White noise in communication channel

In summary, the white noise in a communication channel is used to represent thermal noise and random bursts of noise. The DC component of the noise signal is irrelevant and can be ignored.
  • #1
hi all - its been very long - hope everyone is well!

just a data comms related question:

When modelling a communication channel we normally include AWGN, that is, Additive white gaussian noise.

Can anybody tell me why we use white noise in the model. I know it has a constant power spectral density for all frequencies - but how does this help us or make things better?
Also, apperently the DC component( mean) of the noise signal is zero - is this because we use the Gaussian distribution? i.e. how to we get it to equal zero?

thanks very much

Engineering news on Phys.org
  • #2

short answer: the noise is proportional to resistance, temp and bandwidth. you can get it equal by using a balanced circuit where these variables are the same and have common mode rejection reduce it to dc.

is my guess :tongue2:
  • #3
Hello 741!

1) Thermal receiver noise is white, as mentioned above, and counts as part of the channel. Other noise, including that from motors, transmitters, lightning, etc. is random as well so, on average, at any time position and frequency, it's described well by Gaussian statistics.
2) DC is irrelevant to a high frequency communications system and isn't even picked up by the antenna or electronics. (Same is true of ethernet and other cabled digital channels.) Hence zero mean.

BTW, Did you figure out the sampled data/DFT stuff?
  • #4
sup marcusl! thanks
ha ha - man can't believe you remember that stuff! yeah finaaly grabbed it by the horns and grasped it! actually ended up failing Signals and Systems 2 end of year - but there is a happy ending to the story - coz i qualified for a supp in January and passed - so thanks for all your help!
thanks ligh_bulb
so marcus - you telling me that the white noise is used to represent thermal noise and random amplidutes ( created by Gaussina) are used to repreent random bursts of noise - so in essence, we are represnting two types of noise? but what is so special about a CONSTANT power spectral density? thanks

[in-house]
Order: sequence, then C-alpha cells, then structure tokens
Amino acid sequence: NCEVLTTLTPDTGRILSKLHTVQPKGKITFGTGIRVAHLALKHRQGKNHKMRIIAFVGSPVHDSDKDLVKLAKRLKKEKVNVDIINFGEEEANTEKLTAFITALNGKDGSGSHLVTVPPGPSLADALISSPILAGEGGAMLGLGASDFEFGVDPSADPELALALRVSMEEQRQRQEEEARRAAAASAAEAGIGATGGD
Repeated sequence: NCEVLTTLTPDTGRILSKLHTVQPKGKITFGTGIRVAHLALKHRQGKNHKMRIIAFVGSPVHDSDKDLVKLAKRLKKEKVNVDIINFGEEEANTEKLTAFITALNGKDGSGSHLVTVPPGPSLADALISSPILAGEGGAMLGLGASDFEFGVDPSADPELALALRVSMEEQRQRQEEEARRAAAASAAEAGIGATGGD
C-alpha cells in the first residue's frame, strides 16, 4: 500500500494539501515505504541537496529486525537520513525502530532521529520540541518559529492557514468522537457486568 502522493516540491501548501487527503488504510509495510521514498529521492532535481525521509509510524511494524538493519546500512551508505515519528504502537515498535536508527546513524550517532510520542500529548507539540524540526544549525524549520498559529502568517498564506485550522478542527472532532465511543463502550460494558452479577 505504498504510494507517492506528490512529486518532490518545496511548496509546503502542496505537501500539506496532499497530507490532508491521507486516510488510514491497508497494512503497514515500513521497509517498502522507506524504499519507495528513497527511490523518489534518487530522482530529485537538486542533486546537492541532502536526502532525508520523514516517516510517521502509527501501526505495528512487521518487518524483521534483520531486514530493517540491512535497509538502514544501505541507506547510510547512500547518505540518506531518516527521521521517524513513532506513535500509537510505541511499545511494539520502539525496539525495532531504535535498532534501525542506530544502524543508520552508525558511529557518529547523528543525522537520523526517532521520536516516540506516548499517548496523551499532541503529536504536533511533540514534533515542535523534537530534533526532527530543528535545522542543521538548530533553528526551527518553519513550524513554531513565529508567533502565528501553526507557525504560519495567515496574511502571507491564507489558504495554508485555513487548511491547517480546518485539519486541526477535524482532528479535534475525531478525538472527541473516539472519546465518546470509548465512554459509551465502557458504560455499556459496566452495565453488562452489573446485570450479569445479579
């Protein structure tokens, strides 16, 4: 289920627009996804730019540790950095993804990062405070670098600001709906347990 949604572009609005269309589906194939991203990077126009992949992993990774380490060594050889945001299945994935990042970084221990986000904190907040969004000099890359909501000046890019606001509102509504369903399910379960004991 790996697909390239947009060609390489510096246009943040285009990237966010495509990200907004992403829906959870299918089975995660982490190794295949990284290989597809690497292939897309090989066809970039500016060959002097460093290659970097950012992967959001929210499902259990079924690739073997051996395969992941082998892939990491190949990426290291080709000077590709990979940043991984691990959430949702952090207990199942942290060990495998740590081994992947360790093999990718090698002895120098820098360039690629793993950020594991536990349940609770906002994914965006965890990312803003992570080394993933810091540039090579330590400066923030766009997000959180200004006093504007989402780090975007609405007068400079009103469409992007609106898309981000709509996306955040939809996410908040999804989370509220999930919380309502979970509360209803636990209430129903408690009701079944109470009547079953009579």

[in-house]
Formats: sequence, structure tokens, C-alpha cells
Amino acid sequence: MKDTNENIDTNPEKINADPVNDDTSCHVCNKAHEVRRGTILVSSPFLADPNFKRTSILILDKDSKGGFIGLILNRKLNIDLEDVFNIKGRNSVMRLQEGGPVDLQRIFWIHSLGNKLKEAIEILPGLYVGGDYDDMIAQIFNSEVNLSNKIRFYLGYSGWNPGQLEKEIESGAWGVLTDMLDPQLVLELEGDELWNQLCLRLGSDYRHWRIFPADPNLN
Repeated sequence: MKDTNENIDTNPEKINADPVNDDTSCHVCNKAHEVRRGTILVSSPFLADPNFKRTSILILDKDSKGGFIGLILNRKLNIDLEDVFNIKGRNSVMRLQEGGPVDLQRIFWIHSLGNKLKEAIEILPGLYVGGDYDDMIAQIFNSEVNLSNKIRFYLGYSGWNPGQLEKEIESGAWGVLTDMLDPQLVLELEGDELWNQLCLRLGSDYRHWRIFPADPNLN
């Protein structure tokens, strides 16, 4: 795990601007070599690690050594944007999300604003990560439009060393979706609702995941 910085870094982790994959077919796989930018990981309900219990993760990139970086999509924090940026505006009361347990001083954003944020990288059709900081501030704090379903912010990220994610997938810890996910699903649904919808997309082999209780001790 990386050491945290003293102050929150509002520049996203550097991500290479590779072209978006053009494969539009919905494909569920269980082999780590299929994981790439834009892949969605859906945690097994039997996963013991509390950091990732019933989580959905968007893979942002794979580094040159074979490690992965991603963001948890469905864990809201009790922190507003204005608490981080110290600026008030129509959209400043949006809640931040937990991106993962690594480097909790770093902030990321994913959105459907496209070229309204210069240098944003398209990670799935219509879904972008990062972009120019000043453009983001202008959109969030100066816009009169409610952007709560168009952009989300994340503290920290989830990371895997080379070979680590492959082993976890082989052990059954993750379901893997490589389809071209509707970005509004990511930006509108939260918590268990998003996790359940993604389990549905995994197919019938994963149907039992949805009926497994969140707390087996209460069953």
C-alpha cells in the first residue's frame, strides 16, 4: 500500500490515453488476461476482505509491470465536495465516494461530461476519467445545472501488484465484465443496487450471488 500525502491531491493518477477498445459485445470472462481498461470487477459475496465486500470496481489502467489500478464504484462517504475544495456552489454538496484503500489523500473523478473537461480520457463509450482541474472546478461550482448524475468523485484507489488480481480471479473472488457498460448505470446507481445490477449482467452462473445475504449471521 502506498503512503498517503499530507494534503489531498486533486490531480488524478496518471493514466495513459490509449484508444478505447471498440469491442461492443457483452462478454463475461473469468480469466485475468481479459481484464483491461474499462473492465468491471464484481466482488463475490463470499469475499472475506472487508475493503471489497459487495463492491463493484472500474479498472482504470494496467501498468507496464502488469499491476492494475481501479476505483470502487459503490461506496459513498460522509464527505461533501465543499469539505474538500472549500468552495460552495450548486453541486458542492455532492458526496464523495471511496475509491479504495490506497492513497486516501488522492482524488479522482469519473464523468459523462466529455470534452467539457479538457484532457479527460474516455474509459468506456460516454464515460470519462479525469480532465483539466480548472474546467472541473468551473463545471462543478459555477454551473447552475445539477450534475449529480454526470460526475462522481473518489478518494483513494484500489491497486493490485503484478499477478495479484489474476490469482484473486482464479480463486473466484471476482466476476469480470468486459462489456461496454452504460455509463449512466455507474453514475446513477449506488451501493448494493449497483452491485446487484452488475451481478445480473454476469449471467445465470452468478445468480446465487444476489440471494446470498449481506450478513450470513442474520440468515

• #5
Good, glad it worked out!

Over large spans the noise power spectral density (PSD) can vary--it's different at 1MHz and 10GHz--but over any typical narrow channel it just doesn't vary much. For example, Verizon cell phones operate on a protocol called CDMA, occupying a 1.5 MHz channel located within one of Verizon's 5 MHz wide frequency allocations. Center frequency is 1.9GHz. Over this narrow channel a constant average PSD is a good approximation.
  • #6

1. What is white noise in communication channel?

White noise in communication channel refers to a random signal that contains an equal amount of energy at every frequency. It can be thought of as background noise that is present in all communication channels.

2. How does white noise affect communication?

White noise can interfere with the transmission and reception of information in a communication channel. It can reduce the signal-to-noise ratio, making it more difficult to distinguish the desired signal from the noise.

3. What causes white noise in communication channels?

White noise can be caused by a variety of factors, including atmospheric conditions, electronic interference, and thermal noise from electronic components. It can also be intentionally added to a signal to improve its quality.

4. How can white noise be reduced in a communication channel?

There are a few ways to reduce white noise in a communication channel. One method is to use filters to remove unwanted noise from the signal. Another approach is to increase the signal strength to improve the signal-to-noise ratio. Additionally, using error-correcting codes can help minimize the impact of white noise on the transmission of information.

5. Is white noise always undesirable in communication channels?

No, white noise is not always considered undesirable. In some cases, it can actually be beneficial for improving the quality of a signal. For example, adding a small amount of white noise to a signal can help reduce distortion and improve the overall fidelity of the signal.

Suggested for: White noise in communication channel